Wow, that is a long video. I'll definately look at it when I have a chance. I'm particularly curious in what you have to say about measuring and adjusting bass after running.

Turn off MRC, disable DEQ, turn off Audyssey past 500hz, bump sub 3-4, center 1.
I'm curious, why do you turn off Audyssey past 500 hz? Do you have your own equalizer for your subs, or do you just not like the flat response that Audyssey uses? You could put in a house curve from Audyssey below 500 hz, right?

Thanks guys, these are the types of tidbits I was hoping to find from this thread!
 

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You can just fast forward to the points in the slide deck if that’s easier. The second hour or so we then just keep talking with Q&A from the audience.

To answer your two questions:

Audyssey typically under measures subwoofer response by 3 to 6 dB. That’s why you want to measure after calibration so you know how much to boost. What you will hear in the forums sometimes is people talking about creating a custom curve or what have you, but the science behind it is the lack of bass volume post calibration. In the real world for example you might see all your other speakers measuring 75 DB with test tones but your subwoofer measures only at 69 or 70! That’s the first place where you want to start before you start fooling with any other types of curves.

The second point has to do with what’s called the Schroeder frequency. Some argue that the most effective EQ is only up to the Schroeder frequency (which is different in each room) and usually below 500Hz. We go into this in some detail in the presentation. This is one of those “it depends.” Using the Audyssey app you can load a full range correction and then a limited (up to 300Hz let’s say) and compare what you like better.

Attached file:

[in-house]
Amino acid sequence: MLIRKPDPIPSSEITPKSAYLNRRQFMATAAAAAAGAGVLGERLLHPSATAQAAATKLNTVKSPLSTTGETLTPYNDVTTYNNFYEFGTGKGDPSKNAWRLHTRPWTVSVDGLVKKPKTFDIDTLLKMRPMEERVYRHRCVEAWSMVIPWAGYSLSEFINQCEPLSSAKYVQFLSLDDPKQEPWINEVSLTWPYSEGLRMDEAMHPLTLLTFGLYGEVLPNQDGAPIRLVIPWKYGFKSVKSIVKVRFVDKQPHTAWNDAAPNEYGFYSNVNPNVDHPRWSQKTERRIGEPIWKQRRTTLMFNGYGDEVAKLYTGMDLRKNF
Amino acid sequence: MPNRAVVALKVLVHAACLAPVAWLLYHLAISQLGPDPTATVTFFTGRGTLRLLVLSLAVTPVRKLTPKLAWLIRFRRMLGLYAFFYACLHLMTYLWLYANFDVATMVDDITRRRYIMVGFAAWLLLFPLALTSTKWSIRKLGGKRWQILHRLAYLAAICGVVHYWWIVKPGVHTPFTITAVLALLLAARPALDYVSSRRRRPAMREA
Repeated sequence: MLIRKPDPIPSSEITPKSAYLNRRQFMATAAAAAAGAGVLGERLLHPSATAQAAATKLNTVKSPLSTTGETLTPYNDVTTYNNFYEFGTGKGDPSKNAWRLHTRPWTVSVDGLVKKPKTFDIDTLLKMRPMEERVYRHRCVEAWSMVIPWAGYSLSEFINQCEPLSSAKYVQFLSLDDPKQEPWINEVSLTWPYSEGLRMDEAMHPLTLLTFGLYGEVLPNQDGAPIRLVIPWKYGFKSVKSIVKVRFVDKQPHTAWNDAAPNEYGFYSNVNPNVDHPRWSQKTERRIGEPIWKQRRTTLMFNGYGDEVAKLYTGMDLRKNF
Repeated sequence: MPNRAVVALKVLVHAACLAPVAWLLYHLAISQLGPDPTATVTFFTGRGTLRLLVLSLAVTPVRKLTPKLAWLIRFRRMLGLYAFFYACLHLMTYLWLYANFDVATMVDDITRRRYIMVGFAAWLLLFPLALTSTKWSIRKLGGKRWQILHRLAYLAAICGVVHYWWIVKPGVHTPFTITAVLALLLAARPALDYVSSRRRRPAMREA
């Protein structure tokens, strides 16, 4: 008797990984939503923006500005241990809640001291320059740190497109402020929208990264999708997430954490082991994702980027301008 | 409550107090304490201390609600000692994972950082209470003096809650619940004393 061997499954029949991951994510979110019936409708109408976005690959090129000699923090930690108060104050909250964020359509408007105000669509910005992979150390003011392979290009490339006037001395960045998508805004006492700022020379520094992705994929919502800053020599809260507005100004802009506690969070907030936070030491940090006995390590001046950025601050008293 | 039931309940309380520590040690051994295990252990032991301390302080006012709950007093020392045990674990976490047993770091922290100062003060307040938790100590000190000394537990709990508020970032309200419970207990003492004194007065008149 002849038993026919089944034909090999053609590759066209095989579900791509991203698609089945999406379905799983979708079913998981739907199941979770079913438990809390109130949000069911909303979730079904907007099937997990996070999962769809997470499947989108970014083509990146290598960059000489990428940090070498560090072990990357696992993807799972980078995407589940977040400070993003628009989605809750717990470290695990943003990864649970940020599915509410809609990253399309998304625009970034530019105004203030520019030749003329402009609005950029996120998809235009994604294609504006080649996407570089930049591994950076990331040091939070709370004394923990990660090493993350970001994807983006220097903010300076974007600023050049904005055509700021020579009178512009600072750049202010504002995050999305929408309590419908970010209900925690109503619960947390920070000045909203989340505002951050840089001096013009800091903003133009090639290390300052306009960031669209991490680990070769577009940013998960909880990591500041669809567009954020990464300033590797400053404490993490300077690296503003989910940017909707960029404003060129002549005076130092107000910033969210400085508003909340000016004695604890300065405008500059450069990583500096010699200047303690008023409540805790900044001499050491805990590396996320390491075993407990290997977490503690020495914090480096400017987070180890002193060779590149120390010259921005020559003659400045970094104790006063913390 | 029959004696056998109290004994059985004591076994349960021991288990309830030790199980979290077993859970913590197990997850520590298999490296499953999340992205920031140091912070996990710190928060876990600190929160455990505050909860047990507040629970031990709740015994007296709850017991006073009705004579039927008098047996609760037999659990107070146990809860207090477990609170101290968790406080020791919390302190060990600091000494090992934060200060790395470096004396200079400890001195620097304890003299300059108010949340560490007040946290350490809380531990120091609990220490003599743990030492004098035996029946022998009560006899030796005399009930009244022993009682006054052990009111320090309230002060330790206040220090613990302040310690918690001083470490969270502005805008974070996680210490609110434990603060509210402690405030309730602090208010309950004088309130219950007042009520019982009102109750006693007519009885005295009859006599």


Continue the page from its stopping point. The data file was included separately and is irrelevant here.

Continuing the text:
For your first pass I would simply go with Audyssey correction defaults (20Hz to 20kHz) then you can certainly create a copy of your results from the app and then limit correction to 300 400 or 500 Hz. There are lots of articles online if you want to geek out and measure precisely where the Schroeder frequency is in your room where it ceases to become a resonator.

Finally start with proper speaker placement first. Any room correction solution is to be used as sparingly as possible.
 

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I run a 3 position cal (seems to work better than 8 position in my space). Then:
I create a duplicate of the calibration in the app, which lets me preserve the unaltered cal settings, but also gives me a calibration profile I can easily revert to when comparing different sounds or speaker setups.

In app, on the duplicated cal file I will:
-Disable MRC
-Set speakers to small, universal crossover at 80hz (or as low as the highest crossover set by Audyssey if that's above 80hz).
-Turn all surround trims down by about 4 dB.
-usually bump the sub trim up by about 1dB

Then I'll apply that new cal profile to my AVR. Then:
-Leave Audyssey on the Reference curve.
-turn on DEQ, and set RLO to 5 for each input I use.
 

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Sorry for the dumb question, what's MRC ?
 

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Discussion Starter · #20 ·
Sorry for the dumb question, what's MRC ?
Mid-Range Compensation. Audyssey automatically lowers the response around 2khz, because that is where the crossover is expected to be and it call cause harshness in some speakers at that frequency. By lowering the response, the harshness is reduced. However, most nicer, modern speakers don't have this problem, so you don't always need it. Only way to turn it off is in the app.